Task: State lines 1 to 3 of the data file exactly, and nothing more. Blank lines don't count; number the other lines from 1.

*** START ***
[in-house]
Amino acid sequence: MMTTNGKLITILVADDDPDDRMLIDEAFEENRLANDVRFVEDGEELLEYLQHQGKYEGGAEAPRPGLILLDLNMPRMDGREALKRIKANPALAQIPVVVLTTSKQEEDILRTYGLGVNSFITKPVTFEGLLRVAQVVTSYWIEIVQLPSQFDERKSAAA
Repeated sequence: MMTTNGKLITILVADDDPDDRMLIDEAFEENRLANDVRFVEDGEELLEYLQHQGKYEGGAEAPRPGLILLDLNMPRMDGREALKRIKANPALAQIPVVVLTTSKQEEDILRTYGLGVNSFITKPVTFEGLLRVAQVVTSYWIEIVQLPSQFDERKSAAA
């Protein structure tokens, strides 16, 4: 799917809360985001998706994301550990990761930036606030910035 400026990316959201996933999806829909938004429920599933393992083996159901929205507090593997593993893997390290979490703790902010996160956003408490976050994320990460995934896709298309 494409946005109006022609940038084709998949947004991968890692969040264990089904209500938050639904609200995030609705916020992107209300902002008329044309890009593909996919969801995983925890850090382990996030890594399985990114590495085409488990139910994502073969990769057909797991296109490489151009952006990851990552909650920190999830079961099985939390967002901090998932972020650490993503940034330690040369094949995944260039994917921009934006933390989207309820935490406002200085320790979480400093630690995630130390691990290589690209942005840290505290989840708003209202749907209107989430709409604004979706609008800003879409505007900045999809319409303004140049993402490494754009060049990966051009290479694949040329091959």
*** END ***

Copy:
[in-house]
Amino acid sequence: MMTTNGKLITILVADDDPDDRMLIDEAFEENRLANDVRFVEDGEELLEYLQHQGKYEGGAEAPRPGLILLDLNMPRMDGREALKRIKANPALAQIPVVVLTTSKQEEDILRTYGLGVNSFITKPVTFEGLLRVAQVVTSYWIEIVQLPSQFDERKSAAA
Repeated sequence: MMTTNGKLITILVADDDPDDRMLIDEAFEENRLANDVRFVEDGEELLEYLQHQGKYEGGAEAPRPGLILLDLNMPRMDGREALKRIKANPALAQIPVVVLTTSKQEEDILRTYGLGVNSFITKPVTFEGLLRVAQVVTSYWIEIVQLPSQFDERKSAAA